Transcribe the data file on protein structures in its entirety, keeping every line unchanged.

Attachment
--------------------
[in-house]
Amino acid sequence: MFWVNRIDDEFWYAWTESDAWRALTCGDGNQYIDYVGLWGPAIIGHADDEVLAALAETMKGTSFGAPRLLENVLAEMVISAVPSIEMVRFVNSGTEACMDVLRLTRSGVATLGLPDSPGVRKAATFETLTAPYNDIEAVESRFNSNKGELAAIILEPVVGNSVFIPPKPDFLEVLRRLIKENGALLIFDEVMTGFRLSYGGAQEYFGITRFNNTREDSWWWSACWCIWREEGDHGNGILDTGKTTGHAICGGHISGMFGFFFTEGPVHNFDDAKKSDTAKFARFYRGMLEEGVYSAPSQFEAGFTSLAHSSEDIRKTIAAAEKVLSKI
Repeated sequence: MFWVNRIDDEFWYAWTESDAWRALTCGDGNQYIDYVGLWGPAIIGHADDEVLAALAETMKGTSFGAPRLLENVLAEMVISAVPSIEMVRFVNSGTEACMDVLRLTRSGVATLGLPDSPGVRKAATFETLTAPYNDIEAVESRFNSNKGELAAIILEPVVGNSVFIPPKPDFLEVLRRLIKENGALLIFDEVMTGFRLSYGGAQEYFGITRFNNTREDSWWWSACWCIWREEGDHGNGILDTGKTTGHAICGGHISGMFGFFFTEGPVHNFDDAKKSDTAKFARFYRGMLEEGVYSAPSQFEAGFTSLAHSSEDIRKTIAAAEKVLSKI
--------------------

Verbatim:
[in-house]
Amino acid sequence: MFWVNRIDDEFWYAWTESDAWRALTCGDGNQYIDYVGLWGPAIIGHADDEVLAALAETMKGTSFGAPRLLENVLAEMVISAVPSIEMVRFVNSGTEACMDVLRLTRSGVATLGLPDSPGVRKAATFETLTAPYNDIEAVESRFNSNKGELAAIILEPVVGNSVFIPPKPDFLEVLRRLIKENGALLIFDEVMTGFRLSYGGAQEYFGITRFNNTREDSWWWSACWCIWREEGDHGNGILDTGKTTGHAICGGHISGMFGFFFTEGPVHNFDDAKKSDTAKFARFYRGMLEEGVYSAPSQFEAGFTSLAHSSEDIRKTIAAAEKVLSKI
Repeated sequence: MFWVNRIDDEFWYAWTESDAWRALTCGDGNQYIDYVGLWGPAIIGHADDEVLAALAETMKGTSFGAPRLLENVLAEMVISAVPSIEMVRFVNSGTEACMDVLRLTRSGVATLGLPDSPGVRKAATFETLTAPYNDIEAVESRFNSNKGELAAIILEPVVGNSVFIPPKPDFLEVLRRLIKENGALLIFDEVMTGFRLSYGGAQEYFGITRFNNTREDSWWWSACWCIWREEGDHGNGILDTGKTTGHAICGGHISGMFGFFFTEGPVHNFDDAKKSDTAKFARFYRGMLEEGVYSAPSQFEAGFTSLAHSSEDIRKTIAAAEKVLSKI